onto our website and Facebook page.
SCHOOLS’ PEACE WEEK 2015
hall year round as a reminder.
2015 National Schools’ Peace Week
First Aid 4 Peace
Mindfulness 4 Peace
Perform4Peace TOOL KIT FOR TEACHERS AND STUDENTS | PRIMARY/ Schools’ Peace Week 2015 | Page 8 TOOL KIT FOR TEACHERS AND STUDENTSSECONDARY | Schools’ Peace Week 2015 | Page 7
(Week 10, Term 3, 2015)
Learn how to save people’s lives. TOOL KIT FOR TEACHERS AND STUDENTS Organise for First Aid Training to be brought to your school. https://www.redcross.org.nz/first-aid/courses/
(Week 6, Term 4, 2015)
(Week 3, Term 3, 2015)
local, national and global Refer to communities Pink Shirt Day website www.peace.net >forSPW2015 more information. >othertoschool register or email Collaborate with pupils to set antiwww. bullying goals for the future. firstname.lastname@example.org pinkshirtday. http://annakaharris.com/mindfulness-for-children/
Stop Bullying Day / Week
Universal Children’s Day promotes international togetherness and awareness among children worldwide.
Collaborate with your classmates and school pupils by arranging campaigns, events and meetings addressing bullying problems. Anti-bullying activities INTERESTED: can be arranged throughout the whole week.
The one thing all children have in common is their rights. Every child has the right to survive and thrive, to be educated, to be free from violence and abuse, to participate and to be heard. Secretary-General Ban Ki-moon
TOOL KIT FOR TEACHERS AND STUDENTS | Schools’ Peace Week 2015 | Page 12
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Awards2014 for AKL Youth Ready Available ive ” es REACT: me Resourc n of Bullying l’s Perspect tors World” New on Program the me Coordina Evolutio – A Principa Resoluti to Change “The Program Schools Conflict Weapon Cool Tips for Maori n – The Year Update: Educatio g the – Beginnin “Peace Be prepared
ication Symposium Excels in Commun Peace ri School Rotokau of Words2014 Schools’ in Pakistanion Week the The Power Peace Peace Foundat Useful ns on Proving Reflectioace - Schools’ at The iPads Arts4Pe and InternsApp for Staff Google New Schools more ... Cool ... and Notices
(Educational Programmes Newsletter) 2015
Due Dates: SUMMER EDITION 2015
Due by Friday 18th September 2015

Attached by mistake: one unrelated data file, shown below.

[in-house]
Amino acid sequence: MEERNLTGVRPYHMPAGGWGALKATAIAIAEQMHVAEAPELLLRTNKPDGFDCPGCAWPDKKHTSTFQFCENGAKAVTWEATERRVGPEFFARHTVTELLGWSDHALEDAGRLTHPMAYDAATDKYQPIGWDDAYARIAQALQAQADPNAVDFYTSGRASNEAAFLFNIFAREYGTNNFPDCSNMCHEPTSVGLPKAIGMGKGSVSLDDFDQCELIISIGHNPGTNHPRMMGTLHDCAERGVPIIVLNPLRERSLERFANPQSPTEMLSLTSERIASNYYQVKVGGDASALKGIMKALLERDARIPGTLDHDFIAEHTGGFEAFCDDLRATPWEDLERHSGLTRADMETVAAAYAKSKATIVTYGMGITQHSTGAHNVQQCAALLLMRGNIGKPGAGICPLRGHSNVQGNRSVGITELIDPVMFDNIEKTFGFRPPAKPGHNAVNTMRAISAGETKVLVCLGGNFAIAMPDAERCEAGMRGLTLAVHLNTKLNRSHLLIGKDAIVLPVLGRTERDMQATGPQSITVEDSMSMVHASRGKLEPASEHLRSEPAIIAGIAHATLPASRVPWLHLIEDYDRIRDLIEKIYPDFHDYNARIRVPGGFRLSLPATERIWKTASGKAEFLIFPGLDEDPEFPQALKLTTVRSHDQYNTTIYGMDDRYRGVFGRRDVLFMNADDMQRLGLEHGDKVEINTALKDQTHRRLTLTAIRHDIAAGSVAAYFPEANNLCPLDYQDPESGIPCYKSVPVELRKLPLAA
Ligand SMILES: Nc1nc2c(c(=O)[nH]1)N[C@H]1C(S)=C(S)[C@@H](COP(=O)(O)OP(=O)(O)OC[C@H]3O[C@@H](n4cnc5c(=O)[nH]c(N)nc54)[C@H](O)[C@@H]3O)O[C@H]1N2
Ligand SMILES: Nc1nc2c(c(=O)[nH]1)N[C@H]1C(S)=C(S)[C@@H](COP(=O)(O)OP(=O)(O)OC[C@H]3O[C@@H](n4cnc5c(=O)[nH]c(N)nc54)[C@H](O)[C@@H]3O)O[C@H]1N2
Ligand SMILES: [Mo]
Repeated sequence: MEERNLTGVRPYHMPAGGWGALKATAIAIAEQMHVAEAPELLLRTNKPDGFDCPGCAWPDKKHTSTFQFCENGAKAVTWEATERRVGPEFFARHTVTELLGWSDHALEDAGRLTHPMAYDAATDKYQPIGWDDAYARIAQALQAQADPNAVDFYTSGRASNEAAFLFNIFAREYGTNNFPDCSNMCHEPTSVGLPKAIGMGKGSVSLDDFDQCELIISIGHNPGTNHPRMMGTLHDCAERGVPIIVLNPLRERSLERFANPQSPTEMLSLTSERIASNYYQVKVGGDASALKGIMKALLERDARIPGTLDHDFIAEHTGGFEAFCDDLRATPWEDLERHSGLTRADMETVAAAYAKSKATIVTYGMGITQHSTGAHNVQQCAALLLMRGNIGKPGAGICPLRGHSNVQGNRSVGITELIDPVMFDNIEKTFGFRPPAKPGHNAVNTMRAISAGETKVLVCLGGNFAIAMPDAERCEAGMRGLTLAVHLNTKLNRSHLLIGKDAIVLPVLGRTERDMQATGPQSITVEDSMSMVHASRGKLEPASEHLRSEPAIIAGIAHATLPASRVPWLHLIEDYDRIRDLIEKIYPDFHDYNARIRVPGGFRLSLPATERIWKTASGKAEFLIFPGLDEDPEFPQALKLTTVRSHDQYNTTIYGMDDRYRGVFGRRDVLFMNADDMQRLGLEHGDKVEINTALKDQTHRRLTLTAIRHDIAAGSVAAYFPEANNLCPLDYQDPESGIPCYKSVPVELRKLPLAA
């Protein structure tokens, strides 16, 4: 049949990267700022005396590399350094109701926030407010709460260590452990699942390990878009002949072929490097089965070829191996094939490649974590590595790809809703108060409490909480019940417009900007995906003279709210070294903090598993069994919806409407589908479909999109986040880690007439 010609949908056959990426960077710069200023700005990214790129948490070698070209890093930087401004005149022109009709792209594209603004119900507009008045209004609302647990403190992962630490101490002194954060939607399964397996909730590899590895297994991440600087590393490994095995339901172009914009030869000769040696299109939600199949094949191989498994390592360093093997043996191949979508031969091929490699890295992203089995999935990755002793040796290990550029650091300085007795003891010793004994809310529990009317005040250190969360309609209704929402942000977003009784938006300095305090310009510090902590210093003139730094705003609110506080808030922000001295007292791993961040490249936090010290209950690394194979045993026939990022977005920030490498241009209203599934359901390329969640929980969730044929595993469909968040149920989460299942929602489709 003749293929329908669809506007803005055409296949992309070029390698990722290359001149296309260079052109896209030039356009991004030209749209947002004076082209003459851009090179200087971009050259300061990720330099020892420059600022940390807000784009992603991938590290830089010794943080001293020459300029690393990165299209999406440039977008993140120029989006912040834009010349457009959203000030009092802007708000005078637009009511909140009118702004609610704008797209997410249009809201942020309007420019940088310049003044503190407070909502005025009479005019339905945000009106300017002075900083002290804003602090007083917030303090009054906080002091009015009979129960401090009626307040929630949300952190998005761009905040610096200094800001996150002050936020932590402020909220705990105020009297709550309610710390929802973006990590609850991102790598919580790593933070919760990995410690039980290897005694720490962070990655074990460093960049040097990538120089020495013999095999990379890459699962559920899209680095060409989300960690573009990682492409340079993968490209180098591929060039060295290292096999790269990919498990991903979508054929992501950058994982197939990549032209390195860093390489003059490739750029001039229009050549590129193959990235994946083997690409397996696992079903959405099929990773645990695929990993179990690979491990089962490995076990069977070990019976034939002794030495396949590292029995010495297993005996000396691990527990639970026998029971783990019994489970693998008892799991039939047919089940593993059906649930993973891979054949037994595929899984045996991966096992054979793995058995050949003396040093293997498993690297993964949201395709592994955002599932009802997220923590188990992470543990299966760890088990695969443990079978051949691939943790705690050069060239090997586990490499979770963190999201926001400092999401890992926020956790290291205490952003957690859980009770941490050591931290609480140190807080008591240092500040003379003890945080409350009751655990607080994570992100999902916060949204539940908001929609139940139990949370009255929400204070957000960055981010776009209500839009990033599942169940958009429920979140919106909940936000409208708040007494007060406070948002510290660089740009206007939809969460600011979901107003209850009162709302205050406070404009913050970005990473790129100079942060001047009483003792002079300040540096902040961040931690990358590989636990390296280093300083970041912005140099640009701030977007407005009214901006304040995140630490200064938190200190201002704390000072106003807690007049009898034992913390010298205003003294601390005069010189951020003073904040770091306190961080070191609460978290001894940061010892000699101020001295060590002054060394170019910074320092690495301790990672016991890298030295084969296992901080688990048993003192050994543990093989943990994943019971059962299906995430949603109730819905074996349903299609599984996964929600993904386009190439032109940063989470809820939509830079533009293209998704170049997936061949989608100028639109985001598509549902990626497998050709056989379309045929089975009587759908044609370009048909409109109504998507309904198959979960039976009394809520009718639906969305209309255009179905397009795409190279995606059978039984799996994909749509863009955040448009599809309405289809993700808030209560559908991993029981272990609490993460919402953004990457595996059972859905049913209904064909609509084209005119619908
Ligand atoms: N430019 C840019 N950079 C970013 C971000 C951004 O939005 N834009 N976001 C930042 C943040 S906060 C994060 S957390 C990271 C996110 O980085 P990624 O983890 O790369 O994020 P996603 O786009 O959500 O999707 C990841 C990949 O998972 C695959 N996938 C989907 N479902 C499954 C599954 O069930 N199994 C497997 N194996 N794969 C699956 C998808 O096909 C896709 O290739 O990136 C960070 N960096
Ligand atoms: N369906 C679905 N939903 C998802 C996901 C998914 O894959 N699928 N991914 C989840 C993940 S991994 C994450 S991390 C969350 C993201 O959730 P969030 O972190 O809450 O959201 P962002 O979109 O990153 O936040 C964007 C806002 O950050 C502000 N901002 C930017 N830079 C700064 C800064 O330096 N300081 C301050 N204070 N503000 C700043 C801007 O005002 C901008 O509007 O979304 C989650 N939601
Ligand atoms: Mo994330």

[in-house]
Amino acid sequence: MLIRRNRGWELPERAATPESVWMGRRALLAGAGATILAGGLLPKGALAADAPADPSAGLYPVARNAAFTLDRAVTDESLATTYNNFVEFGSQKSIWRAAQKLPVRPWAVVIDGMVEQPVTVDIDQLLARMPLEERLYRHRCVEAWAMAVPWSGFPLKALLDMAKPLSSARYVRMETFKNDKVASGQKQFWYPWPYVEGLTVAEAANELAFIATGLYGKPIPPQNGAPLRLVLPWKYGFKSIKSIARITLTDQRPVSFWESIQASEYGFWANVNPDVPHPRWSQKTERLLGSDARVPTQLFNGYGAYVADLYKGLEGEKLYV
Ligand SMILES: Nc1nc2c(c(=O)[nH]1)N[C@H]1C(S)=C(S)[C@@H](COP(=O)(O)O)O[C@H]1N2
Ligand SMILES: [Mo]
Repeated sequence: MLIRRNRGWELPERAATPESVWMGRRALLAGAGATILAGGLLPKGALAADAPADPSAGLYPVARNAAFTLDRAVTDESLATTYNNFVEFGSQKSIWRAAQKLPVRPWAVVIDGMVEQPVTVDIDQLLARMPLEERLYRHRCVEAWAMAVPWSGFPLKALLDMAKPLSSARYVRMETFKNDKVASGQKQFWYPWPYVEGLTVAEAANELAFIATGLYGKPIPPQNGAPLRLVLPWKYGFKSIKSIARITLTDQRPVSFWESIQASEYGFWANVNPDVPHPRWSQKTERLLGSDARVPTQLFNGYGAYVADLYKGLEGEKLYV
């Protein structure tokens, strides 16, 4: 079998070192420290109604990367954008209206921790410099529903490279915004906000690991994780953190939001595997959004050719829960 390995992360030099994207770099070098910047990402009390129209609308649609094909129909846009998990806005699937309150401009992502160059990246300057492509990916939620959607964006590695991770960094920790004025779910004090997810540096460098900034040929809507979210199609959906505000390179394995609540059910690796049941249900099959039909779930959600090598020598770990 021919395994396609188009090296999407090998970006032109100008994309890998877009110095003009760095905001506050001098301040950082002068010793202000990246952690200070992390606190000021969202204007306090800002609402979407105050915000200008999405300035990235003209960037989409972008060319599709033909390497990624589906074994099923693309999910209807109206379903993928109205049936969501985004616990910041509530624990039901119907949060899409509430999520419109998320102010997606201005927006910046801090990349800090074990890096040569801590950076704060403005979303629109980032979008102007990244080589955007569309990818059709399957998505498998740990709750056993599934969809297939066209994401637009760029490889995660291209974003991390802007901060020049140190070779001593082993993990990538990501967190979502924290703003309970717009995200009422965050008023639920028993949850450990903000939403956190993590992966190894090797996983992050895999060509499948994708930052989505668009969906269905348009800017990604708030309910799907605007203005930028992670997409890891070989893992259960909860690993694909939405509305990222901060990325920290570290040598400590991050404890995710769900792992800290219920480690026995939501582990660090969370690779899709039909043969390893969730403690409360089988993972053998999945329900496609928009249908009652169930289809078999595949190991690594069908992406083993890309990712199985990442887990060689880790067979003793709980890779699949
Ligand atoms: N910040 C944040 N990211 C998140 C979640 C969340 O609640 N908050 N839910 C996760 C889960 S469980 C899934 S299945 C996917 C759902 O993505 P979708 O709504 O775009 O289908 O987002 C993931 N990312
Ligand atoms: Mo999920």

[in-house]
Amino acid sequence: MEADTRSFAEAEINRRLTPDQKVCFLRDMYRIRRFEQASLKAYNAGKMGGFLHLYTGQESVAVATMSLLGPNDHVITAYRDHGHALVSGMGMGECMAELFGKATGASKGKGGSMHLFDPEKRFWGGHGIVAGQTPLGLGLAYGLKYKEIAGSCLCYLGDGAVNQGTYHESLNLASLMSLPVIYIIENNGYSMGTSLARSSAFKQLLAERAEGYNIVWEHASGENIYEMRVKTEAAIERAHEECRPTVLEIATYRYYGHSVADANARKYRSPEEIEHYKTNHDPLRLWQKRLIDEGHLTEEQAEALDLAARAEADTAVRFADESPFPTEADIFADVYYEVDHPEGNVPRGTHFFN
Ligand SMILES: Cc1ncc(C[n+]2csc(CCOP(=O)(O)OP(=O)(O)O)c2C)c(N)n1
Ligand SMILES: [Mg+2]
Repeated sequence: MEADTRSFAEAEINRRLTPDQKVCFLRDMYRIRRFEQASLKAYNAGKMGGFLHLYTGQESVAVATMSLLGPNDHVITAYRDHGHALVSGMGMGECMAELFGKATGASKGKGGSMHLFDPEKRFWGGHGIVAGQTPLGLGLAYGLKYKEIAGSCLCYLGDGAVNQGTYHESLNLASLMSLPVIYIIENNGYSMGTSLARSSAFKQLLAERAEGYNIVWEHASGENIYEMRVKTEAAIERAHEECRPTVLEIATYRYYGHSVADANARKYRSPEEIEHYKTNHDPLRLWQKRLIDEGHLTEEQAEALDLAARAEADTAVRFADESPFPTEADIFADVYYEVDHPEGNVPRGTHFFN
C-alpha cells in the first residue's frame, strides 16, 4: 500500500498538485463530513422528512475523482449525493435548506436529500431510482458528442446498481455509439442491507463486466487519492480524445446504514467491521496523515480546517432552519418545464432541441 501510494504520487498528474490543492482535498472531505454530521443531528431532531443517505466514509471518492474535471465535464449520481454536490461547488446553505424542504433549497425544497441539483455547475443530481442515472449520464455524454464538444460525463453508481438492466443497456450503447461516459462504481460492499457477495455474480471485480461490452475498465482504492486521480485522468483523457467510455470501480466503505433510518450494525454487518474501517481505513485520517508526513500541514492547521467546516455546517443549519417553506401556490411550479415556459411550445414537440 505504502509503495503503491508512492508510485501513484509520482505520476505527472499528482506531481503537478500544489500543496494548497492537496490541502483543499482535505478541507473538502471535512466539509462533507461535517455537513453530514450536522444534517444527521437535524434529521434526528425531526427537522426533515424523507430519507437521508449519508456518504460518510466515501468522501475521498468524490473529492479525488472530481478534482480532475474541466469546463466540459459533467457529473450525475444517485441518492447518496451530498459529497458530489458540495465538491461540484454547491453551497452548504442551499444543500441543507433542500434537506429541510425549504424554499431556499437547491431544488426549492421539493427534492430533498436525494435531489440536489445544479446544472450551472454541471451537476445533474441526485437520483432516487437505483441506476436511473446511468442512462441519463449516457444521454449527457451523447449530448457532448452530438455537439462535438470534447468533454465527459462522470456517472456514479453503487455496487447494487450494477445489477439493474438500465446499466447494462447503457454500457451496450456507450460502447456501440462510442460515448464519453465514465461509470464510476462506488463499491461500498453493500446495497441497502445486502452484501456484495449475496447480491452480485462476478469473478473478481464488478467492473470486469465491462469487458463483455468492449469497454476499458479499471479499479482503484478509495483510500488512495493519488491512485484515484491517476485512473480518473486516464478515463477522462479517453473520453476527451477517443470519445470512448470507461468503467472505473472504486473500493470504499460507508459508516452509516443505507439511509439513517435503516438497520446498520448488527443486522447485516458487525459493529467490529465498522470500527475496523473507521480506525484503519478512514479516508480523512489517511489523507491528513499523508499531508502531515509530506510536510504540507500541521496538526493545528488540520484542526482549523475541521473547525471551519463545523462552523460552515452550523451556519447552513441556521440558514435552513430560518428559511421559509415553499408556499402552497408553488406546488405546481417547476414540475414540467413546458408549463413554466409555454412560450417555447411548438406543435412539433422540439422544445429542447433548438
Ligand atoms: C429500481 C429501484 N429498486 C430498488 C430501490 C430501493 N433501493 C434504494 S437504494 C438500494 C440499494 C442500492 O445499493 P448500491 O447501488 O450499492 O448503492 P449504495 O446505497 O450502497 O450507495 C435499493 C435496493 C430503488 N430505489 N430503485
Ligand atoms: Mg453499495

WINTER EDITION 2016
Due by Friday 1st June 2016
“World Without War: Action for Peace” Conference Auckland
TOOL KIT FOR TEACHERS AND STUDENTS | Schools’ Peace Week 2015 | Page 11
deep breathing and stress reduction skills as well as peaceful communication. Work together to learn these skills and then provide training to other students.
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and Teona 6 , Year India ators peer medi wood Birch from Nelson, School, for their prepare duty. time lunch
WHERE: Sir Paul Reeves Building, AUT,
WHAT: The United Nations’ Universal
WHEN: CollaborateMonday with your classmates to learn -to use 3th 7th August
nce with His e audie a privat ation. With ry, ge of ur Prima ey City declar l privile specia Peace Upper Harbo rd North had the Auckland School, illor Richa the ation mar Counc n. Found signed a ll Gram Auckland e Dunca who Peace t, Roski i Lam Yvonn 12, The Dalai Lama from Mt One Plane ation le." Dala e, Found On June ess the mediators g peop One Peopl The Peace youn His Holin are peer en of ent of ess of our Presid Holin Primary, childr and Vice education Ranui
WHEN: 19-20 September 2015
WHEN: Friday 20th November
THEME: Collaboration4Peace: PRIMARY/ SECONDARY
International Day of Peace is celebrated on September 21 each year to recognize the efforts of those who have worked hard to end conflict and promote peace. The International Day of Peace is also a day of ceasefire, personal or political. www.timeanddate.com/holidays/un/ international-peace-day
Universal Children’s Day
Collaborate with your classmates and teachers to create a short play or musical Schools’ Peace Week 2015 | Page 13 theme. on the collaboration4peace
for Peace makers Change Change akers for Peacem
tion Educa Peace mmes Prograletter News
Please can all articles, reports, letters, poems, photos, profiles etc., be emailed to: christina@ peacefoundation.org.nz
Send the finished video of your school’s human
chain to The Peace WHEN: Monday 21st September Foundation to upload